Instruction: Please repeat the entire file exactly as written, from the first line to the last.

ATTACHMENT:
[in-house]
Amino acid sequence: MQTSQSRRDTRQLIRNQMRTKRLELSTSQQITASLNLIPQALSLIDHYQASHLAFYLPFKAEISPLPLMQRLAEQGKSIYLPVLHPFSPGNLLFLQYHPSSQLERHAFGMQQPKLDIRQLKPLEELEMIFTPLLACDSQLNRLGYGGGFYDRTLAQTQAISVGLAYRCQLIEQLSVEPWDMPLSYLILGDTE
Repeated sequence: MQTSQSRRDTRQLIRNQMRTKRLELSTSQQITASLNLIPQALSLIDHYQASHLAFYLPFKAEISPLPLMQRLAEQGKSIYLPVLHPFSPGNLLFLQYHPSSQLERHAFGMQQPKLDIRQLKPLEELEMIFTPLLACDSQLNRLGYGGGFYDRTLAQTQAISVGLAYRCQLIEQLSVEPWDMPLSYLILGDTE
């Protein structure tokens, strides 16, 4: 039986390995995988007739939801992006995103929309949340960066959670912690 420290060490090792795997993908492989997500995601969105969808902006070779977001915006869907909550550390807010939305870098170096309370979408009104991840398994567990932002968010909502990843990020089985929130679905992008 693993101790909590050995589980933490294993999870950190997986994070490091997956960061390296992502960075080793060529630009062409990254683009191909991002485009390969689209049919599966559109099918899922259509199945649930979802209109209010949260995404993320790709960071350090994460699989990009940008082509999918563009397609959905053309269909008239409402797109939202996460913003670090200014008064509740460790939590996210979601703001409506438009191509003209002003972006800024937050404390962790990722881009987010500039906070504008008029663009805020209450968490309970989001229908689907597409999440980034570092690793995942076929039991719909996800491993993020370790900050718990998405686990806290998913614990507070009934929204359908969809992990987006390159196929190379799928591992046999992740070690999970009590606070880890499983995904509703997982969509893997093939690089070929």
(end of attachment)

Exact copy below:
[in-house]
Amino acid sequence: MQTSQSRRDTRQLIRNQMRTKRLELSTSQQITASLNLIPQALSLIDHYQASHLAFYLPFKAEISPLPLMQRLAEQGKSIYLPVLHPFSPGNLLFLQYHPSSQLERHAFGMQQPKLDIRQLKPLEELEMIFTPLLACDSQLNRLGYGGGFYDRTLAQTQAISVGLAYRCQLIEQLSVEPWDMPLSYLILGDTE
Repeated sequence: MQTSQSRRDTRQLIRNQMRTKRLELSTSQQITASLNLIPQALSLIDHYQASHLAFYLPFKAEISPLPLMQRLAEQGKSIYLPVLHPFSPGNLLFLQYHPSSQLERHAFGMQQPKLDIRQLKPLEELEMIFTPLLACDSQLNRLGYGGGFYDRTLAQTQAISVGLAYRCQLIEQLSVEPWDMPLSYLILGDTE
């Protein structure tokens, strides 16, 4: 039986390995995988007739939801992006995103929309949340960066959670912690 420290060490090792795997993908492989997500995601969105969808902006070779977001915006869907909550550390807010939305870098170096309370979408009104991840398994567990932002968010909502990843990020089985929130679905992008 693993101790909590050995589980933490294993999870950190997986994070490091997956960061390296992502960075080793060529630009062409990254683009191909991002485009390969689209049919599966559109099918899922259509199945649930979802209109209010949260995404993320790709960071350090994460699989990009940008082509999918563009397609959905053309269909008239409402797109939202996460913003670090200014008064509740460790939590996210979601703001409506438009191509003209002003972006800024937050404390962790990722881009987010500039906070504008008029663009805020209450968490309970989001229908689907597409999440980034570092690793995942076929039991719909996800491993993020370790900050718990998405686990806290998913614990507070009934929204359908969809992990987006390159196929190379799928591992046999992740070690999970009590606070880890499983995904509703997982969509893997093939690089070929």